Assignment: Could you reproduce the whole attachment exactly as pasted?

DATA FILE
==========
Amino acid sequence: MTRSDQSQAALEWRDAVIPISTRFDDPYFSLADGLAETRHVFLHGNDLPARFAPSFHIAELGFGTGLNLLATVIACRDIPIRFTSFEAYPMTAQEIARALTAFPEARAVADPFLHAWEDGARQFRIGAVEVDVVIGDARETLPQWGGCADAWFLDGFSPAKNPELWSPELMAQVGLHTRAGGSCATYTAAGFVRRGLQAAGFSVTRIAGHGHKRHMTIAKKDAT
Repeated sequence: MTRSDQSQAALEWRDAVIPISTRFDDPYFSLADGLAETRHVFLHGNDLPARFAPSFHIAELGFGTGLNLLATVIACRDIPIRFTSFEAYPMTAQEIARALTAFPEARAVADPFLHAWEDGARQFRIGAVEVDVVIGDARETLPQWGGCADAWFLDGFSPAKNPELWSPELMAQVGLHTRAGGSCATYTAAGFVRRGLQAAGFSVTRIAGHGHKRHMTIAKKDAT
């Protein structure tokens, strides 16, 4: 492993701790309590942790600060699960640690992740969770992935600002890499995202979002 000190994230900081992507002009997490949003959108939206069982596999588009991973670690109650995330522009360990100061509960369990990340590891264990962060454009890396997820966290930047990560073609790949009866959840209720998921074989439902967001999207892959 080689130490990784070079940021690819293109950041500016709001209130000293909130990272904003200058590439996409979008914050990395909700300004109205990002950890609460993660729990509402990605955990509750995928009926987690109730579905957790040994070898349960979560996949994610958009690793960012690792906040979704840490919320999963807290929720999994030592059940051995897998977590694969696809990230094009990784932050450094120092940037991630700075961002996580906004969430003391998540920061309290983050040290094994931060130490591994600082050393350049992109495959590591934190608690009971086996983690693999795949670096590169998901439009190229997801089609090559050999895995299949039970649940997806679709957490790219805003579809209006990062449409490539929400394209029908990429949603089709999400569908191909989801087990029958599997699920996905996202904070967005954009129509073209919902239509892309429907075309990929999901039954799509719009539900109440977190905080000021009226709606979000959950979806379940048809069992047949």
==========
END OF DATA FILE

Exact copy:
Amino acid sequence: MTRSDQSQAALEWRDAVIPISTRFDDPYFSLADGLAETRHVFLHGNDLPARFAPSFHIAELGFGTGLNLLATVIACRDIPIRFTSFEAYPMTAQEIARALTAFPEARAVADPFLHAWEDGARQFRIGAVEVDVVIGDARETLPQWGGCADAWFLDGFSPAKNPELWSPELMAQVGLHTRAGGSCATYTAAGFVRRGLQAAGFSVTRIAGHGHKRHMTIAKKDAT
Repeated sequence: MTRSDQSQAALEWRDAVIPISTRFDDPYFSLADGLAETRHVFLHGNDLPARFAPSFHIAELGFGTGLNLLATVIACRDIPIRFTSFEAYPMTAQEIARALTAFPEARAVADPFLHAWEDGARQFRIGAVEVDVVIGDARETLPQWGGCADAWFLDGFSPAKNPELWSPELMAQVGLHTRAGGSCATYTAAGFVRRGLQAAGFSVTRIAGHGHKRHMTIAKKDAT
């Protein structure tokens, strides 16, 4: 492993701790309590942790600060699960640690992740969770992935600002890499995202979002 000190994230900081992507002009997490949003959108939206069982596999588009991973670690109650995330522009360990100061509960369990990340590891264990962060454009890396997820966290930047990560073609790949009866959840209720998921074989439902967001999207892959 080689130490990784070079940021690819293109950041500016709001209130000293909130990272904003200058590439996409979008914050990395909700300004109205990002950890609460993660729990509402990605955990509750995928009926987690109730579905957790040994070898349960979560996949994610958009690793960012690792906040979704840490919320999963807290929720999994030592059940051995897998977590694969696809990230094009990784932050450094120092940037991630700075961002996580906004969430003391998540920061309290983050040290094994931060130490591994600082050393350049992109495959590591934190608690009971086996983690693999795949670096590169998901439009190229997801089609090559050999895995299949039970649940997806679709957490790219805003579809209006990062449409490539929400394209029908990429949603089709999400569908191909989801087990029958599997699920996905996202904070967005954009129509073209919902239509892309429907075309990929999901039954799509719009539900109440977190905080000021009226709606979000959950979806379940048809069992047949």